INDIANAPOLIS, Ind. – City officials, planners and a consultant unveiled their broad plans for redevelopment of the former General Motors Stamping Plant site on Oliver Street near the west bank of the White River.
“This is a beachhead,” said City Councilman Jeff Miller whose downtown district extends to the southwest side neighborhood called The Valley. “It’s everything we didn’t do the first time.”
Miller was referring to the plans of Mayor Greg Ballard three years ago to locate the city’s new jail and criminal justice center on the property GM left behind when it filed for bankruptcy during the 2008 recession.
Residents and politicians of both parties felt the Ballard plan to remake the site was a done deal leading to sparsely attended community meetings to push a $500 million private construction plan that died due to a lack of City County Council and financial support.
This time, Mayor Joe Hogsett’s administration has conducted more inclusive community meetings and drawn up a proposal that not only reimagines the former factory property but also extends its renovation to nearby neighbors such as the Indianapolis Zoo and the White River.
"You can't have transformative redevelopment without neighborhood input," said Jeff Bennett, deputy mayor of community development. "Hearing what they wanted and what they didn’t want was important for us."
Dozens of residents from the Valley neighborhood showed up to Tuesday's meeting at Edison School of Arts IPS #47 to see, first-hand, what months of feedback has led to in terms of plans.
"We’re very excited about this," resident Jay Napoleon said. "We think it has potential to help not only our neighborhood but to truly transform the way we look at our city as a whole."
“What I love in particular is they’ve taken the river, which has normally been an obstacle, a barrier, and instead said, ‘This is an asset. This is an amenity. This is a destination. Let’s make this key,’” said Miller. “I really see this as a good chance to get good bids that are productive for downtown, productive for the neighborhood and for the west side as a whole.”
The 103-acre parcel is valued at $9 million and under control of the RACER Trust which inherited the land from the struggling automaker with the understanding it would clean up any hazardous materials left behind.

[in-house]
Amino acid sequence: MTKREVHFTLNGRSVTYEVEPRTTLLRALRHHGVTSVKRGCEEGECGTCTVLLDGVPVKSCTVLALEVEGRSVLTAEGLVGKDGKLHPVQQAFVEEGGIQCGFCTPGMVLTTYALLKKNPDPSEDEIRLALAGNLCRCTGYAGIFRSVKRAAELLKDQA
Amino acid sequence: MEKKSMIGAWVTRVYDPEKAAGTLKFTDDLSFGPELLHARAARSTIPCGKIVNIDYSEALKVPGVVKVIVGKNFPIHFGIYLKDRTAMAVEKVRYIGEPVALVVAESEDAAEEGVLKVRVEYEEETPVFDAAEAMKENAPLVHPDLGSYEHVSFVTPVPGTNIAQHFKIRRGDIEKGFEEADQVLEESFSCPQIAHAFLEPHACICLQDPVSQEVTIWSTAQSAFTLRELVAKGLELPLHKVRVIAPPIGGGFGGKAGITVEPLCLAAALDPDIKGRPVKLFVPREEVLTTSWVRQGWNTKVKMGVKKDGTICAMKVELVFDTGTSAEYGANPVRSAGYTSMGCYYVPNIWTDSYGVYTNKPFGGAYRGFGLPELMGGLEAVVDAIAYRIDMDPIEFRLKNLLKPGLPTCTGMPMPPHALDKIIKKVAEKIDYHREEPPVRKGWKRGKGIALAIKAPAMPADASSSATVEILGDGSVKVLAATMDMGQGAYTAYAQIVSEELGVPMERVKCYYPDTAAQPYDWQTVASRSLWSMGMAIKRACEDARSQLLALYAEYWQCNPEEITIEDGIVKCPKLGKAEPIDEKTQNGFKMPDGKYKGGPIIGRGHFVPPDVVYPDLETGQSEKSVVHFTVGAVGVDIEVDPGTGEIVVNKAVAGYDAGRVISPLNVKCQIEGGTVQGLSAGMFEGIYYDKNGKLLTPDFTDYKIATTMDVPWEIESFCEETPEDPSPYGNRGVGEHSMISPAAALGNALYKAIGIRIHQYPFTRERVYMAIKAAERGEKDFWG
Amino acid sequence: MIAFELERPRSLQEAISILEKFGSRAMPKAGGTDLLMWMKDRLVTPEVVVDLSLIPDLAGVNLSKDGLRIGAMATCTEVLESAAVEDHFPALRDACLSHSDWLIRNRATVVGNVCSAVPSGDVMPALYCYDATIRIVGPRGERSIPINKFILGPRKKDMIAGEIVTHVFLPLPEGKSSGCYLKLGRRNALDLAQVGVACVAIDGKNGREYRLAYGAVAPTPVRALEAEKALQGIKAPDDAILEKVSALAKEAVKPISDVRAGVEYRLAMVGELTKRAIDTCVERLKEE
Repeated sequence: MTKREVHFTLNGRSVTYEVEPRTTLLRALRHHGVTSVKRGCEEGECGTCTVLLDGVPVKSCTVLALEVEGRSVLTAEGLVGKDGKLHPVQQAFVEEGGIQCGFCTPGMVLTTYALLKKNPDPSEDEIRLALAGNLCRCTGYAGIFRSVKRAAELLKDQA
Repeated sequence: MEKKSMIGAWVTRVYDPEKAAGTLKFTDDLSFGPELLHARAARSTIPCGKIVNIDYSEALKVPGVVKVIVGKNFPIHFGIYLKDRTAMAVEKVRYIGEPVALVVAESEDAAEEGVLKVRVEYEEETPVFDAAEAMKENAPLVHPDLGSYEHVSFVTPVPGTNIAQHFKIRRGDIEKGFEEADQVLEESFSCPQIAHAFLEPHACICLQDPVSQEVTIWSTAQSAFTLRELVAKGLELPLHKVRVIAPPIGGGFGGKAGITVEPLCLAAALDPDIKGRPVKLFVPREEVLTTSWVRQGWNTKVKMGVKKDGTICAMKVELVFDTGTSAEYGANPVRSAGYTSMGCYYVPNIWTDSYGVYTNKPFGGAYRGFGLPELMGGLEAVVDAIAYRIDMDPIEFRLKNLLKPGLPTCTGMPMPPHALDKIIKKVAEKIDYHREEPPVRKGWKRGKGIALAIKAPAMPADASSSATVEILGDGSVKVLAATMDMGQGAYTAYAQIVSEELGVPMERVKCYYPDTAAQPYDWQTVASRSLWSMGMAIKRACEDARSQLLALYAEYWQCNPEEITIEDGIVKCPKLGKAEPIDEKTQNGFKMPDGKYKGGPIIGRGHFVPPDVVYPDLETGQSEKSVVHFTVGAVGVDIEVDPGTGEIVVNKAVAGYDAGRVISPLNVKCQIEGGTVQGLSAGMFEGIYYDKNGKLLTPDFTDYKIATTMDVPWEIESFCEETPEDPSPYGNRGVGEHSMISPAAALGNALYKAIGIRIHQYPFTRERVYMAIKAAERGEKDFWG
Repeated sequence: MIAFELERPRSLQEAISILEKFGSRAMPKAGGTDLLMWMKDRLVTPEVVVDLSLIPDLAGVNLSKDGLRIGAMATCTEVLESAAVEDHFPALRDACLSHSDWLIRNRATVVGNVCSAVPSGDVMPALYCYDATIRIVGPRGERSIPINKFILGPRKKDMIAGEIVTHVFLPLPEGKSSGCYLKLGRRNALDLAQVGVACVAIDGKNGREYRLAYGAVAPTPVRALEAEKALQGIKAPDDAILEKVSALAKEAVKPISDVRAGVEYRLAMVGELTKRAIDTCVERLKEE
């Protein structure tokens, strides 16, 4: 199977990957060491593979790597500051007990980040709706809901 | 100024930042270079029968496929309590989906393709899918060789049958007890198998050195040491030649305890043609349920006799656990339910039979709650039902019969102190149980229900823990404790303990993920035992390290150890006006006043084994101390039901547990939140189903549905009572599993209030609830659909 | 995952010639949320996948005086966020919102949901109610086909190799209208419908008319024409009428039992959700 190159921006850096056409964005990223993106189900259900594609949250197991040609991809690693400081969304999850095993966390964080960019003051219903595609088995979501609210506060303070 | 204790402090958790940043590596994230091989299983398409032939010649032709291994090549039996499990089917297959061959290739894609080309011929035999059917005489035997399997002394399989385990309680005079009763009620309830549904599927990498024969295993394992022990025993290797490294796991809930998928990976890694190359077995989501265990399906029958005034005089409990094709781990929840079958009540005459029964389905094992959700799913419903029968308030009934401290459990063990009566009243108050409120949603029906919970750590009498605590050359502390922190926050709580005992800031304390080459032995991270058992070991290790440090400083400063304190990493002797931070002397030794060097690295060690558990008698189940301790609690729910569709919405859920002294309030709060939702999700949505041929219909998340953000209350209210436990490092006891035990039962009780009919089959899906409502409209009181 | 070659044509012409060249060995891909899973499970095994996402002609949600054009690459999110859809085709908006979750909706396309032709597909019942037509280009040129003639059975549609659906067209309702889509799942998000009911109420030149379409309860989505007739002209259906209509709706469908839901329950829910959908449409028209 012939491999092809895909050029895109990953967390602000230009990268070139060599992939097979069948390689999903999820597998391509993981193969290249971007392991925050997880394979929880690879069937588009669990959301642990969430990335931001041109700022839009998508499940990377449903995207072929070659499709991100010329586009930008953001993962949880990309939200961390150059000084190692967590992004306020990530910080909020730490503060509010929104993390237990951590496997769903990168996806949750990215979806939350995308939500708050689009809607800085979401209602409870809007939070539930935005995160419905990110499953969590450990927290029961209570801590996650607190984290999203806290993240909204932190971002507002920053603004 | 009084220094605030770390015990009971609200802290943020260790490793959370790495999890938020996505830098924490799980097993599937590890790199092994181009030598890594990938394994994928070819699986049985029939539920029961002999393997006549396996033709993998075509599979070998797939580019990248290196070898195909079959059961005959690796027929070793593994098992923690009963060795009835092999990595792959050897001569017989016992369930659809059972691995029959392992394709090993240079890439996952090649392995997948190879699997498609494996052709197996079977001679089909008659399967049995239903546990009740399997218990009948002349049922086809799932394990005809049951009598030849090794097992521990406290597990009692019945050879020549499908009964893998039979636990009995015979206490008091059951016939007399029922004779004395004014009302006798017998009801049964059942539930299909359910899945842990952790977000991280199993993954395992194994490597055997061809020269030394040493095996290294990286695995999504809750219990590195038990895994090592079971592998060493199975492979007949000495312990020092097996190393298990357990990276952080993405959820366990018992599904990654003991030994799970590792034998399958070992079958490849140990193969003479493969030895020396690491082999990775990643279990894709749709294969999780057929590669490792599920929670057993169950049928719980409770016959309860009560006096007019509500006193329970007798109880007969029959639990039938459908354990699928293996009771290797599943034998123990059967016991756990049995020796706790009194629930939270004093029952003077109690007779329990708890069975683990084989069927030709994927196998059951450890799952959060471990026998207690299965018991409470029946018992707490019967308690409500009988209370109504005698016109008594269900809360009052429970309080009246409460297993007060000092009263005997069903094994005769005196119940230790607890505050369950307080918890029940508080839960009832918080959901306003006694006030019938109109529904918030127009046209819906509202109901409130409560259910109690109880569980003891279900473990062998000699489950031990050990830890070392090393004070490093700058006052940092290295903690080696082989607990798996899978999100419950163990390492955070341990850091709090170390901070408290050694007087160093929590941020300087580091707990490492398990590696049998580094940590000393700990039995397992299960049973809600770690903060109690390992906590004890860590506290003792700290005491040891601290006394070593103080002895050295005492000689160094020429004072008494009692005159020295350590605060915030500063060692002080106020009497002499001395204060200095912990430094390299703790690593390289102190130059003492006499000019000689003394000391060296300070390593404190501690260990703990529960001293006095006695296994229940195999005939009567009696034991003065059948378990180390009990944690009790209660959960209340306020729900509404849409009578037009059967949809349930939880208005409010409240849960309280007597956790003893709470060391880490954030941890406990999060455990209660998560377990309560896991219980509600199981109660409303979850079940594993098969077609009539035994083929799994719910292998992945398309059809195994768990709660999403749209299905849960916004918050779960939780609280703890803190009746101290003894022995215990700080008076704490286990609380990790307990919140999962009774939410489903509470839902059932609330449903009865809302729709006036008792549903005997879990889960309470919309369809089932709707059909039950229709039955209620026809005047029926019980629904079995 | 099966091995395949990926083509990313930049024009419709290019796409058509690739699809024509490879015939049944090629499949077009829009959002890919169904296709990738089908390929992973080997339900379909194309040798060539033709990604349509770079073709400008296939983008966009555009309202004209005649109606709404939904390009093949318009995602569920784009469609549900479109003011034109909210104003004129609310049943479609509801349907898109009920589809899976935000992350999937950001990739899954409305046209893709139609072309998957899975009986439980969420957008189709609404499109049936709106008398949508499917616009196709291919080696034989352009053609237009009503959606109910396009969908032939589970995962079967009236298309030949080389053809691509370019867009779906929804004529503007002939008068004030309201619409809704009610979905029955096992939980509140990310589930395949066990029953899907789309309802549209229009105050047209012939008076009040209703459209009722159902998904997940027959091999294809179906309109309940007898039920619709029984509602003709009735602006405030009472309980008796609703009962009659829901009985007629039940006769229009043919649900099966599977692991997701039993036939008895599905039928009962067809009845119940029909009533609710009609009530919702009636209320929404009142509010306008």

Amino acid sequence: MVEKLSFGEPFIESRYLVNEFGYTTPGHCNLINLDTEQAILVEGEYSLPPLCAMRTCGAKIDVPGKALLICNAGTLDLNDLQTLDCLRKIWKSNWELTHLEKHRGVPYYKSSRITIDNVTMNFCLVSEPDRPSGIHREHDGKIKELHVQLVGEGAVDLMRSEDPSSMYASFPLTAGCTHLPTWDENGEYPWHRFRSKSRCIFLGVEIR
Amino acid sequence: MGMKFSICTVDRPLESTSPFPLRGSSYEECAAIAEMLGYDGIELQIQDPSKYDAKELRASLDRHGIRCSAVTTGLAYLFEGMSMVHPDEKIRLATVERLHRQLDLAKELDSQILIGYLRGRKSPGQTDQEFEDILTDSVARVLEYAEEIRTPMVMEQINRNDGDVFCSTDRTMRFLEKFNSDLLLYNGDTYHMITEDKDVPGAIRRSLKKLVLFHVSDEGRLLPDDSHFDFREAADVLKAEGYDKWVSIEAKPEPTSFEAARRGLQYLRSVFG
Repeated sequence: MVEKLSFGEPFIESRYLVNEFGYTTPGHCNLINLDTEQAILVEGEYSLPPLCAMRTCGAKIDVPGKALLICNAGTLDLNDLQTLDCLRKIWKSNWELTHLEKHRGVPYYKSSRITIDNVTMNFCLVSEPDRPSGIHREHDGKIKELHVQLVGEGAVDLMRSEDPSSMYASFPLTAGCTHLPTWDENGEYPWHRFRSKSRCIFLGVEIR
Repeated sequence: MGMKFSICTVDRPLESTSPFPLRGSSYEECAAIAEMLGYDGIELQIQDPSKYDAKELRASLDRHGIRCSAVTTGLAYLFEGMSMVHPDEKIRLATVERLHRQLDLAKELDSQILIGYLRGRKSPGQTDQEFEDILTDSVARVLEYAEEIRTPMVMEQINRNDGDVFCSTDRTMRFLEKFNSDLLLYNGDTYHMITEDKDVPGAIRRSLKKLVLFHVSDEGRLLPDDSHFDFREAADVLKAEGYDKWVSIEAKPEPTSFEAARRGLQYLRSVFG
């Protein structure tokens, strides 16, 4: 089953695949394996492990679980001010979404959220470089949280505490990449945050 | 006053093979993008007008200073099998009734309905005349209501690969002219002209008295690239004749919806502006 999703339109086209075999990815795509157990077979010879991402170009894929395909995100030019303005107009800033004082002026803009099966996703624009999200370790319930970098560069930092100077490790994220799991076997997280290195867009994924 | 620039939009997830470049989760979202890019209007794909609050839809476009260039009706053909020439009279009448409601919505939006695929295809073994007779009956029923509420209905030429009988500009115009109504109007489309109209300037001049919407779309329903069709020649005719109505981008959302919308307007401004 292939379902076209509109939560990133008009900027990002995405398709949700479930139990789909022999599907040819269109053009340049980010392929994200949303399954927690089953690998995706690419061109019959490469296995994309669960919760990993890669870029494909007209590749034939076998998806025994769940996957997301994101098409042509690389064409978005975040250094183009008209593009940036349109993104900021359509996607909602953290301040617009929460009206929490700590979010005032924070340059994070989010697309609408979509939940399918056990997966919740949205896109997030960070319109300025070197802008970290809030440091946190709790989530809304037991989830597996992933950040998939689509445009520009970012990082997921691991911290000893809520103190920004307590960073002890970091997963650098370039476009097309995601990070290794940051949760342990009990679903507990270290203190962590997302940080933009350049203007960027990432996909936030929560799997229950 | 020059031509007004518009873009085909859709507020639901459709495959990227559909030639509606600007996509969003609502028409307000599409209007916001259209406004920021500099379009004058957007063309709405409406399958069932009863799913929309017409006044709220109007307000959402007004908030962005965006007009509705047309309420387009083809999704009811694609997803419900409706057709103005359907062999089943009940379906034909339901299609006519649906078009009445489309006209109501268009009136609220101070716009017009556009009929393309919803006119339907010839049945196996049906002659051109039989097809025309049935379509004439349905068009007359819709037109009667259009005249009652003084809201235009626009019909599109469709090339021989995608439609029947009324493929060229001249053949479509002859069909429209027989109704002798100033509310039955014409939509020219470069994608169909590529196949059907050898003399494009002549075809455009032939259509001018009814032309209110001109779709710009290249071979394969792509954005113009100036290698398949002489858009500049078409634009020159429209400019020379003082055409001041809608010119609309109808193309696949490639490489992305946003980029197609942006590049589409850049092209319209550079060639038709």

An outdoor concert venue site was also part of the failed 2014 proposal.
Maps at the city’s website portray not only the site’s proximity to downtown but also the extension of South and Division Streets to divide the plot up into neighborhood blocks.
“What the neighborhood would really like to see is mixed use, livable area, some amenities, of course, the river activated, because that’s going to spur development to the neighborhood to the south and continue out west,” said Miller. “Whenever you have somewhere that is a destination, you get the coffee shops, you get the restaurants, you get the things that people are going to stay and enjoy for a while.”
A website sketch portrays a busy riverbank with pedestrians and wave surfers enjoying the White River which is still struggling to overcome decades of pollution and neglect.
“People are talking about a beach. People are talking about docking so you can go in and canoe so we can make it something fun,” said Miller. “This is going to activate the river not just at that one site all the way up to 16th Street and then all the way down perhaps as far as Raymond.”
Connectivity to the city’s core and the surrounding neighborhoods will be essential as the White River Bike Path, the Cultural Trail, a pedestrian bridge over the river and a people mover to the zoo are also envisioned.
“I think we’re going to see a lot of options that are mixed use/retail myself but I also think it’s interesting that connection to the zoo,” said Miller.
The zoo has long sought additional parking options so as to expand its site north of West Washington Street for more animal exhibits.
Steve Mascher spent 30 years at the GM factory, which began building freight wagons more than 100 years ago, as a tool-and-die man.
“By the end it was a real class deal,” he said. “You have to remember it was really a part of this city’s history.”
Mascher, who owns the building that housed Sam’s Saloon--purported to be Indianapolis’ oldest tavern--east of Fountain Square, predicted the Valley and the former factory property would be a destination location for downtown residents on bikes and on foot.
“I think it will work west real well. With as many people coming down here, it’s turning around and people really make things happen.”
The city expects to receive bids from developers all around the world and pick a winner later this year. A groundbreaking date will depend on negotiations between the buyer and the city.